Systemic effect of peanut agglutinin following intravenous infusion into rats

M. Jordinson, A. J. Fitzgerald, R. A. Goodlad, A. Brynes, G. Grant, M. Pignatelli, J. Calam

Research output: Contribution to journalArticlepeer-review

7 Citations (Scopus)


Background: Ingested peanut agglutinin stimulates colonic proliferation in humans. In rats, ingested peanut agglutinin stimulates hormone release and proliferation in the small and large intestines. Peanut agglutinin is absorbed into the circulation but little is known about the systemic effect of this lectin. Therefore, we studied the effect of intravenous peanut agglutinin on hormone release and intestinal growth. Method: Six rats per group received peanut agglutinin infusion at 0, 2, 20 or 200 μg/rat/day for 6 days via the right jugular vein. Organ weights were measured, pancreatic enzymes, DNA, RNA and protein levels were analysed. Plasma hormones were measured by radioimmunoassay. All tissues were examined histologically. Small intestinal and colonic proliferation rates were estimated by metaphase arrest. Results: High-dose peanut agglutinin significantly reduced the wet weight of the stomach by 7% (P < 0.05) and large intestine by 10% (P < 0.05). Peanut agglutinin dose-dependently released enteroglucagon; low-, medium- and high-dose by 64%, 126% (P < 0.01) and 180% (P < 0.01), respectively, and glucagon-like peptide-1 by 127% (P < 0.01), 169% (P < 0.01) and 315%, (P < 0.001), respectively. Peanut agglutinin had no effect on cholesystokinin, gastrin or insulin levels. Peanut agglutinin, low-, medium- and high-dose stimulated proliferation in the mid colon by 42% (P < 0.01), 30% and 38%, respectively. Only high-dose peanut agglutinin stimulated proliferation in the distal colon by 54% (P < 0.01). No histological changes were evident in any tissue. Conclusion: Intravenous peanut agglutinin released hormones and stimulated colonic proliferation. Proliferation of the small intestine seen after ingestion of peanut agglutinin in previous studies appears to require luminal contact between enterocytes and the lectin. Possible clinical applications include reversal of atrophy during total parenteral nutrition, anastomotic healing after surgery and restoration of mucosa integrity in colitis.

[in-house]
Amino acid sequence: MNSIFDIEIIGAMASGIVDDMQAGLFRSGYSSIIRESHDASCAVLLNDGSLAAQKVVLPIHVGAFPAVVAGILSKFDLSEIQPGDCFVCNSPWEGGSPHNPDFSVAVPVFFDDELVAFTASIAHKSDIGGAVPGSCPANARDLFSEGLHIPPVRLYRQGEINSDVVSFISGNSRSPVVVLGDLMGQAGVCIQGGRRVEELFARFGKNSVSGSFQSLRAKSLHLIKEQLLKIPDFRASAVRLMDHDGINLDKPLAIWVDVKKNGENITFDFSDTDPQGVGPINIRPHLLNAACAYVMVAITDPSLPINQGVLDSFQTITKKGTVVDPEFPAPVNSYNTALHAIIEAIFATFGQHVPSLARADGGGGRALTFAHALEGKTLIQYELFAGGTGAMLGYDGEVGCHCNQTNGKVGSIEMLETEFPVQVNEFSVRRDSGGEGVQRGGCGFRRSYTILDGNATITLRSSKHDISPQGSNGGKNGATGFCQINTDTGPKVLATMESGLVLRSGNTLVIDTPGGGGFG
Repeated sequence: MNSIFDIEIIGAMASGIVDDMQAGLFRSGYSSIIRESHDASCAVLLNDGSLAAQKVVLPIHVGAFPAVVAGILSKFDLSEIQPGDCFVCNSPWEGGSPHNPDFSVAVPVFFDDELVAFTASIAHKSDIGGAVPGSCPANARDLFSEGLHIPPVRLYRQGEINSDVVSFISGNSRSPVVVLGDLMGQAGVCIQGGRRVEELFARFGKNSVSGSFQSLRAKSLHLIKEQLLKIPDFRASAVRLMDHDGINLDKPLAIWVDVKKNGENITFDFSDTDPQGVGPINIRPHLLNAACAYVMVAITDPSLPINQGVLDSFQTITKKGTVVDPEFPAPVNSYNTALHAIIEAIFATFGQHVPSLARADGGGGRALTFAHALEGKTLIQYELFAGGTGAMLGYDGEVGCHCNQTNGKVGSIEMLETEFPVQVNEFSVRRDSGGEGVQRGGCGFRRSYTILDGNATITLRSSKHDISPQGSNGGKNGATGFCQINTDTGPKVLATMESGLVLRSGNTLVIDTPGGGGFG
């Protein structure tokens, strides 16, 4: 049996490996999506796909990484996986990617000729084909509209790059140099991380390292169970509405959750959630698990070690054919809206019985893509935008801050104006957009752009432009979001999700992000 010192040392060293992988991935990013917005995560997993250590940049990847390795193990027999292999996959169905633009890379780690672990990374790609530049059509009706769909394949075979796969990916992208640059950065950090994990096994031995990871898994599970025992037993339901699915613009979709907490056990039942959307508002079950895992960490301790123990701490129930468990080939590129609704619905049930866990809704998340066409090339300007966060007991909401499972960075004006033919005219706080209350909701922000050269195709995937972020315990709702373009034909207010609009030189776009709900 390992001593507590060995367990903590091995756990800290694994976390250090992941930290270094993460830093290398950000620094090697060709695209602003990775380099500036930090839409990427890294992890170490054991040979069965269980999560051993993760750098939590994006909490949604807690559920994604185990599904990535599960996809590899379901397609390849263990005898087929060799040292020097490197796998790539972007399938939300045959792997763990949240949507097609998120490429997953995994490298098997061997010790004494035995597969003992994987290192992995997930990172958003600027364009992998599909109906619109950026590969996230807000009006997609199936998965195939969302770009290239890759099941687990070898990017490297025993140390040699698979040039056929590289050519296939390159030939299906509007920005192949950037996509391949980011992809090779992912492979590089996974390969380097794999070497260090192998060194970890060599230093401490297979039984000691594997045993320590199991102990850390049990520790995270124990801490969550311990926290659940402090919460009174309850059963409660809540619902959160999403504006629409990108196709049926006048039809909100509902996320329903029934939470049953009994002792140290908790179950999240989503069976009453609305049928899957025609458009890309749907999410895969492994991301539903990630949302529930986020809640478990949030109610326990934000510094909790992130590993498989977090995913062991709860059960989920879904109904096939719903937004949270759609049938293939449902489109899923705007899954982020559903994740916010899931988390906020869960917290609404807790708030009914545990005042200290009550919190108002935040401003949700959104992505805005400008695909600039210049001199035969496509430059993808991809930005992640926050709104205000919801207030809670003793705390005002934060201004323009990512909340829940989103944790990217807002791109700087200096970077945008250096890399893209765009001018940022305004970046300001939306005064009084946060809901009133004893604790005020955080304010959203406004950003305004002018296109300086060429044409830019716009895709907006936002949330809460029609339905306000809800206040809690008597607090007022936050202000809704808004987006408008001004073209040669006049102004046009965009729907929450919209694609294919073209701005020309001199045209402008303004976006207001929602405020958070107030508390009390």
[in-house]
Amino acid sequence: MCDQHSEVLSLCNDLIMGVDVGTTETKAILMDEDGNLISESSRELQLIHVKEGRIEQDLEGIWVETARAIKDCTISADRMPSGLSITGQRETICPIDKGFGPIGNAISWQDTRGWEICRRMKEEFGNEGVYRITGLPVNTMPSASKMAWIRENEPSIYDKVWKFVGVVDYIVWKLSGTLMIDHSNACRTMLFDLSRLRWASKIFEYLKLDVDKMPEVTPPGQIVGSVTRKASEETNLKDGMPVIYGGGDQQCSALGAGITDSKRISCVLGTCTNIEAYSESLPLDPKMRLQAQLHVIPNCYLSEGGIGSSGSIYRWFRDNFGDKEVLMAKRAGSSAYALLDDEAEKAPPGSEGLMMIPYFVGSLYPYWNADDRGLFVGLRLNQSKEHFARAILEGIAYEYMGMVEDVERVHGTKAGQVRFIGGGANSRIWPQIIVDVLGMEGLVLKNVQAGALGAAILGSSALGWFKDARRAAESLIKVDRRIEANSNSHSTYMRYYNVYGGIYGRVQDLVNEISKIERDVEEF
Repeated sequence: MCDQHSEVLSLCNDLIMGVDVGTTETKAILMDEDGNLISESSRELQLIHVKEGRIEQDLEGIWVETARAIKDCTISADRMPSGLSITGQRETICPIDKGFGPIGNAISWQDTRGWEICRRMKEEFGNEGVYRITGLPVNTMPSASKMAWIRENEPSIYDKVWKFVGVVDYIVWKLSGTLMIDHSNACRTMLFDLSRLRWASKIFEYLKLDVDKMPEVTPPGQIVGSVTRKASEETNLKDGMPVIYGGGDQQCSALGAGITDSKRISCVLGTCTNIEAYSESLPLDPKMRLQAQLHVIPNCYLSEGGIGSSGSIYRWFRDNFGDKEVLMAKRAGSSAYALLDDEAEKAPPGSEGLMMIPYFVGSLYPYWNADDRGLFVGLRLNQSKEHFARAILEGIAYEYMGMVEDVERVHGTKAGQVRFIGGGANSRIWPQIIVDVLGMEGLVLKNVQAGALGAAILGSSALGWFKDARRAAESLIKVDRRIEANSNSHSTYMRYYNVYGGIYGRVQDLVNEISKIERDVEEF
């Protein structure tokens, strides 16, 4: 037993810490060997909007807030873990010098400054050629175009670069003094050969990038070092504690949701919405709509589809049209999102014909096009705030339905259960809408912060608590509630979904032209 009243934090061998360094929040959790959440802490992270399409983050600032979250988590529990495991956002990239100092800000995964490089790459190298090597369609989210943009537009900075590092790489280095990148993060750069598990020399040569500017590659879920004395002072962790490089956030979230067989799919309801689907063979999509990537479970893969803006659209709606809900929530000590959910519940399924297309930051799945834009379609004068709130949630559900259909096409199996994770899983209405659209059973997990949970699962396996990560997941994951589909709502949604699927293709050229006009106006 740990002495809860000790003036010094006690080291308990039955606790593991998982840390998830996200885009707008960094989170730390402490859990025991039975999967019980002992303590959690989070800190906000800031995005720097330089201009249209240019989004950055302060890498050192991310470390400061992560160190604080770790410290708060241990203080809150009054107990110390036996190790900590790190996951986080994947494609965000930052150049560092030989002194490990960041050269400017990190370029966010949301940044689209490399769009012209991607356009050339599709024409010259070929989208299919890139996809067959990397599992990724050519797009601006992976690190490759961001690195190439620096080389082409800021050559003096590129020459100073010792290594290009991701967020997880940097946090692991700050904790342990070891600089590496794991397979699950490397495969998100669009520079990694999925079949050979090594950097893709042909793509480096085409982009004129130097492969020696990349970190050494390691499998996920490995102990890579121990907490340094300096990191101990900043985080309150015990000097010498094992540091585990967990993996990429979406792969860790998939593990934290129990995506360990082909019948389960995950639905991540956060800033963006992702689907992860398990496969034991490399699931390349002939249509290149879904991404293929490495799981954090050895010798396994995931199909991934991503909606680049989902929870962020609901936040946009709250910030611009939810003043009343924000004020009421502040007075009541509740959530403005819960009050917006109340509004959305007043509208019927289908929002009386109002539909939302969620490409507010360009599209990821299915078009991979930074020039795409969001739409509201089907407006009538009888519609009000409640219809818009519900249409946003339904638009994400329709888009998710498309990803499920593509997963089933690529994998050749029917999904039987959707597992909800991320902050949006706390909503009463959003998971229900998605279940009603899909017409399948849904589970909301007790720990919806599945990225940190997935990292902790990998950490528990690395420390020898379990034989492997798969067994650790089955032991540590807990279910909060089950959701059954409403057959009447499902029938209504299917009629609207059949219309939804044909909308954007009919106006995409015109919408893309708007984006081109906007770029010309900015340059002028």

Original languageEnglish
Pages (from-to)835-840
Number of pages6
JournalAlimentary Pharmacology and Therapeutics
Issue number6
Publication statusPublished - 2000

ASJC Scopus subject areas

  • Hepatology
  • Gastroenterology
  • Pharmacology (medical)

Fingerprint Dive into the research topics of 'Systemic effect of peanut agglutinin following intravenous infusion into rats'. Together they form a unique fingerprint.

Cite this